What should a typical pastor take away from your uncommon approach?
Crane: The need for church plants. New churches have a much younger age profile than do older churches, and new churches have two to four times the conversion rate of new Christians than older churches do. New churches are required to keep the church species healthy and strong.
Hunter: The power of trust. Stephen Covey wrote about The Speed of Trust. When you have trust, things that would otherwise be really hard become doable.
A Baptist congregation in Washington decided the best way to reach the unchurched in their community was to plant a church … of a different denomination https://t.co/JDXgLv5fNv
— Christianity Today (@CTmagazine) November 12, 2019
As long as Christians assume we are still living in Christendom, the church will continue to decline in the West, no matter how ferociously Christians fight to maintain power and privilege. If anything, the harder Christians fight, the more precipitous the decline will be, for cultural power and privilege will come at an increasingly high price. Christians will either accommodate until the faith becomes almost unrecognizable, or they will isolate until their faith becomes virtually invisible.
Nothing short of a change of church culture will suffice—from a culture of entertainment, politics, personality, and program to a culture of discipleship. Such a radical change will require patience, steadiness, and purposefulness.
The good news is, we are not alone, and the story of early Christianity reminds us of this fact. Faithful Christians have gone before us, bearing witness to the truth of Christianity, the power of the gospel, and the high calling of discipleship. Calling out across the centuries, they tell us that it is possible now, as it was then, to live as faithful followers of Jesus the Lord in a culture that does not approve of it or reward it.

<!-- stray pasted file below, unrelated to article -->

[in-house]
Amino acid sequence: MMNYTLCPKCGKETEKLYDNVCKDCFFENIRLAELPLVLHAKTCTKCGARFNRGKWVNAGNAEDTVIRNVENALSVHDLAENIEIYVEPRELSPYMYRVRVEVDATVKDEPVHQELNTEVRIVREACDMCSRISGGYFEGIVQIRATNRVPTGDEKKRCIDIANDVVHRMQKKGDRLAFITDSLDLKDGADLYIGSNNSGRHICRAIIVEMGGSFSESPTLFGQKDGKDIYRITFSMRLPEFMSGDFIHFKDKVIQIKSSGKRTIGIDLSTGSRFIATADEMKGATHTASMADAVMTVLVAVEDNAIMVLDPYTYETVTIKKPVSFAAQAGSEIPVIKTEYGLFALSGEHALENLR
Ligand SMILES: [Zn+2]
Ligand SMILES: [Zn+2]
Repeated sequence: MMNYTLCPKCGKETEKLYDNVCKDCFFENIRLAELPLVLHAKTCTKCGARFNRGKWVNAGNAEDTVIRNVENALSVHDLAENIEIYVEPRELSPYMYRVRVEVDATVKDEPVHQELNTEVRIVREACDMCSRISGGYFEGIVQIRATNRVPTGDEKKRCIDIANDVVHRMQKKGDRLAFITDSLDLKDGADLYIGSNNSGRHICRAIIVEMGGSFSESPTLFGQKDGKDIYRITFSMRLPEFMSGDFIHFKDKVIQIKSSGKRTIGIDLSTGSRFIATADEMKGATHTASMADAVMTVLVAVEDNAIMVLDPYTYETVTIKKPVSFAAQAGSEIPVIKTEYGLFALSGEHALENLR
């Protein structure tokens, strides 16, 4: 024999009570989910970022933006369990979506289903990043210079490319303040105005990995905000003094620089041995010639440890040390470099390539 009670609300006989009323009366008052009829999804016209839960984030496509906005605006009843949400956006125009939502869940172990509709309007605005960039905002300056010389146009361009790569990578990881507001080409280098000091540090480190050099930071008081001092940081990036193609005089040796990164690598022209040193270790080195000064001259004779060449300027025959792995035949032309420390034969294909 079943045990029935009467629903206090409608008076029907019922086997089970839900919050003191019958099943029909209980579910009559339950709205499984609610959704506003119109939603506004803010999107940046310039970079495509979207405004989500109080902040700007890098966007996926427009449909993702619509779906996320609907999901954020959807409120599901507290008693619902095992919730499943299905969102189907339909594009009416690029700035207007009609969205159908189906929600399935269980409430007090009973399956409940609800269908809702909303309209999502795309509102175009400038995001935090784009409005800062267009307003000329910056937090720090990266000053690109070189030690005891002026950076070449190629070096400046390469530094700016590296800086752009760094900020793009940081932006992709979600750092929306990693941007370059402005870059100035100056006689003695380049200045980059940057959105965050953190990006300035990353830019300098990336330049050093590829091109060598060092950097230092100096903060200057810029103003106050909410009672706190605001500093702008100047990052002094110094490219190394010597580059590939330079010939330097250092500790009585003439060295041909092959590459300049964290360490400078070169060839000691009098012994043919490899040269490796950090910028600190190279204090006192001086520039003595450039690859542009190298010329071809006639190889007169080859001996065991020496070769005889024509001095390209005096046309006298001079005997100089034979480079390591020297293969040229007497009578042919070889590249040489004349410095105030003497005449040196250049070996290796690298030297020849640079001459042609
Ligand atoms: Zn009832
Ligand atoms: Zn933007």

Two millennia ago, Jesus Christ—his incarnation, life, death, resurrection, and ascension—set in motion a movement that turned the world upside down. He is the same Lord today. It can happen again.
The early church’s survival and growth against all odds should encourage and challenge us Christians today https://t.co/vTgW2icWbp
— Christianity Today (@CTmagazine) October 16, 2019
Michael Green was decisive. He made decisions, sometimes impulsive, often intuitive, occasionally spur of the moment. And he encouraged thousands of people, many in their late teens and early 20s, to make the most important decision of their lives, to live for, with, and in the power of Jesus.
It is quite natural, that within nine months of his death in January 2019 at the age of 88, 35 people who had known him at various stages of life should, encouraged by his family and editor Julia Cameron, contribute to a book of remembrances that was formally launched at his memorial service in Coventry Cathedral, where he was a canon theologian, on 7 September.
Some will read this book to discover more about a valued friend and colleague in Christian ministry, and others because his combination of sharp apologetics and winsome evangelism won them to Christian discipleship and they want to find out about other phases of his life.It is not a book to be read end to end, but from which to pick out gems here and there.
And they abound….
Read it all (subscription).
Did you see Tim Green’s blog post about his father, Michael, drawn from our new book ‘Michael Green: by his friends’?
— IVP UK (@IVPbookcentre) September 21, 2019
— St Pauls Summerville (@StPaulsSVille) August 29, 2019
O Lord Jesus Christ, thou good Shepherd of the sheep, we beseech thee to be present in thy power with the missions of thy Church in this our land. Show forth thy compassion to all who are out of the way, and bring them home in safety to thy fold; who livest and reignest with the Father and the Holy Spirit, one God, world without end.
In this key role, Stephen will be responsible for working with dioceses, churches and other organisations to equip the Church’s million regular worshippers to be a confident witness in every part of their lives and enable a growing Church.
Stephen will also be responsible for a national project to identify, equip and release 1,000 new evangelists in the Church of England by 2025. His appointment emphasises the importance the Church attaches to our commitment to ‘motivate the million.’
Stephen is currently the Dean of Derby, a position he has held since 2017. He was previously the Canon Missioner of Southwark Cathedral and Director of Mission and Evangelism for the Diocese of Southwark from 2013 to 2017. Stephen is founder and convener of the Cathedrals and Growth Network and is a former member of the General Synod.
— Stephen Hance (@StephenHance1) July 8, 2019